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5 Myths about Wrongful Death Claims

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Adam Taub
5 Myths about Wrongful Death Claims

If a person dies as the result of someone’s negligence or misconduct, we call it a wrongful death. This means that the liable party did not intend to cause a loss of life, yet the death could be prevented if they had acted responsibly or paid due diligence. The survivors of the victim are usually eligible to file a wrongful death claim, which is a civil action aimed at obtaining financial compensation for general, special, and sometimes punitive damages. If you have recently lost a loved one in an accident that wasn’t their fault, you might qualify to sue the perpetrator for damages.

Cases involving a wrongful death tend to be complicated and most people hesitate to initiate a claim. Some do not even realize that claiming compensation is an option, and others make unrealistic assumptions about it. Legal guidance and representation is a must to succeed and gain a reasonable wrongful death settlement. Wrongful Death Attorney in Houston, TX, debunks five myths surrounding wrongful death claims to provide you some clarity in the matter:

1. Claiming compensation for a dead person is unethical

In general, wrongful deaths are accidental, i.e. the culprit does not kill the victim deliberately; for this reason, survivors often think that asking for financial reimbursement would make them look greedy or atrocious. The truth is that wrongful death lawsuits do not primarily concern the money. The actual purpose is to hold the transgressor accountable for their negligent or reckless behavior, and set an example. When the at-fault party has to pay for their actions, they are encouraged to learn from their mistake and refrain from repeating it. On the other hand, the family deprived of a loved one is able to cope with the financial implications of the tragedy.

2. Wrongful death is a criminal case

A wrongful death claim does not imply criminal prosecution. Wrongful death is not the same as a homicide because it is void of preplanning and intention. A case of homicide is tried in criminal court, so the alleged offender receives a prison sentence and additional legal penalties if they are convicted, i.e. proven guilty. Wrongful death cases are the same as personal injury lawsuits, which are based upon claims of negligence or misconduct. These claims are resolved in civil courts that aim to compensate victims for their loss. The defendant is not exposed to criminal proceedings, but is required to accept liability and provide financial reimbursement for the damages sustained by the plaintiff; there is no imprisonment or additional penalties as with criminal sentences.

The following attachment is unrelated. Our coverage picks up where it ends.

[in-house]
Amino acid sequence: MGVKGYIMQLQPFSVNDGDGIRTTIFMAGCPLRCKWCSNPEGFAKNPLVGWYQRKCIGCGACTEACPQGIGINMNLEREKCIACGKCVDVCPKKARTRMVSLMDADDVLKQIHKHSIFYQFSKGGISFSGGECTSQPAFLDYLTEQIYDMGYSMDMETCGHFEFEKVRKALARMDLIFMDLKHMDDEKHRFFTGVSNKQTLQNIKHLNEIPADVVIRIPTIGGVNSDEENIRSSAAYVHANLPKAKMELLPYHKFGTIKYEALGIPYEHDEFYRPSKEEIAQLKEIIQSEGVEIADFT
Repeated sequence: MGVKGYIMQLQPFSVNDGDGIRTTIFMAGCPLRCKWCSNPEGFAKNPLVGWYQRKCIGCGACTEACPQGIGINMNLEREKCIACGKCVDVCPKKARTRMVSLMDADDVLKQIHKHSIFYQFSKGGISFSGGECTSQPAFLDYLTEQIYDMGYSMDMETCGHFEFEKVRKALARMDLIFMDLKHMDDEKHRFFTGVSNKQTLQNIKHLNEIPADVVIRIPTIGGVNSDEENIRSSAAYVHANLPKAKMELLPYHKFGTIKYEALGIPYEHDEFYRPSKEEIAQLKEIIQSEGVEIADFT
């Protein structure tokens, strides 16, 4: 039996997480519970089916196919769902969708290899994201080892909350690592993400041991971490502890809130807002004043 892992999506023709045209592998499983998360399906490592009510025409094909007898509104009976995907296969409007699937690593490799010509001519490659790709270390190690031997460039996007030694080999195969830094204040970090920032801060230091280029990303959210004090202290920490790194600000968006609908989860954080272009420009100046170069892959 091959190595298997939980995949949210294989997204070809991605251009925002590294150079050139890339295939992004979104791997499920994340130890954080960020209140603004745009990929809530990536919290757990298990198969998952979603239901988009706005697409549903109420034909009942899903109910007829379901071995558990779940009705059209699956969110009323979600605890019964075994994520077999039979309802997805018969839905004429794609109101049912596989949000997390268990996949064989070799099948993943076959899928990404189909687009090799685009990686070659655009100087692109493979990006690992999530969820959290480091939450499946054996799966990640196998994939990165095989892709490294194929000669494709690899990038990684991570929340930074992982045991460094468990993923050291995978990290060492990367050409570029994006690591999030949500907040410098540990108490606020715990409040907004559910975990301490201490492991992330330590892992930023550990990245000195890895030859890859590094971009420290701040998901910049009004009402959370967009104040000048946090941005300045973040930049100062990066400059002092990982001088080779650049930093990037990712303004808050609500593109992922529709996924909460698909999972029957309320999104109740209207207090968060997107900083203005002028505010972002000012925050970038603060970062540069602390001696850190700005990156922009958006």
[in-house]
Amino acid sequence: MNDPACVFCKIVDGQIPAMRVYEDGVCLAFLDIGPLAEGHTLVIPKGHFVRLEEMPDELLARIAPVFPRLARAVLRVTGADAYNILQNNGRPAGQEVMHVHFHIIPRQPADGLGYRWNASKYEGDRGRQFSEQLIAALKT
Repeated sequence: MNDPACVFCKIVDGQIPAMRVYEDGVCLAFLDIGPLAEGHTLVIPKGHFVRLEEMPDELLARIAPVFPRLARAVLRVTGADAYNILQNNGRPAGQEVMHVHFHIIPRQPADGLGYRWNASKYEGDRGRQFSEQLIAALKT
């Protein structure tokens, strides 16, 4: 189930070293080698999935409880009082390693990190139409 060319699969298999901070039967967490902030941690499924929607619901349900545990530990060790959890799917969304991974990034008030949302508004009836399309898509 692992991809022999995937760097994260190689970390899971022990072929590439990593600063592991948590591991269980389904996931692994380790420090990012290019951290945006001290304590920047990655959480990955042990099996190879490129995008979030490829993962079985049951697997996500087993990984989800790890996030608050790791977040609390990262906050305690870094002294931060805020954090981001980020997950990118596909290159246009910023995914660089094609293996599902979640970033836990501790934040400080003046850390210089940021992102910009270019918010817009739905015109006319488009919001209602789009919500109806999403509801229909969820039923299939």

3. Only immediate family is illegible

The deceased’s immediate family i.e. spouse and children (biological and adopted) are first in line to file a wrongful death claim, but not the only eligible candidates to receive compensation. For instance, if the deceased never married or has no children, the petition can be initiated by the parents or legal guardians. If the parents are not alive, dependent siblings or grandparents also qualify. If the victim had a partner and/or children outside of marriage, they too would be equally deserving of the wrongful death benefits. Any other dependents, such as a relative or foster child are also deemed eligible in many states.

4. Litigation guarantees a hefty settlement

The thing about litigation is that it is always risky, unpredictable, and costly. Almost 95% of personal injury cases (including wrongful death claims) are settled out of court. Going to court is time consuming, stressful, and expensive for both sides, which is why litigation is avoided. What you are offered in a private settlement is guaranteed and you can receive it quickly. The courtroom jury may award you a bigger amount and punitive damages, but only if you win the case. If you lose, you don’t get a penny from the defendant and you have to bear the additional burden of legal bills.

5. Insurance adjusters help out claimants

One thing every claimant needs to understand is that the insurance adjuster is not their friend. If you think that the insurer will sympathize with you and help maximize your benefit, you are obviously misguided. Insurance companies earn profits by denying legit claims or minimizing payouts as much as possible. They don’t care about your loss or hardships, so they won’t be any help. If you want to ensure reasonable compensation and protect yourself from the conspiracies of insurers, hire a competent wrongful death attorney to handle your case. 

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Adam Taub
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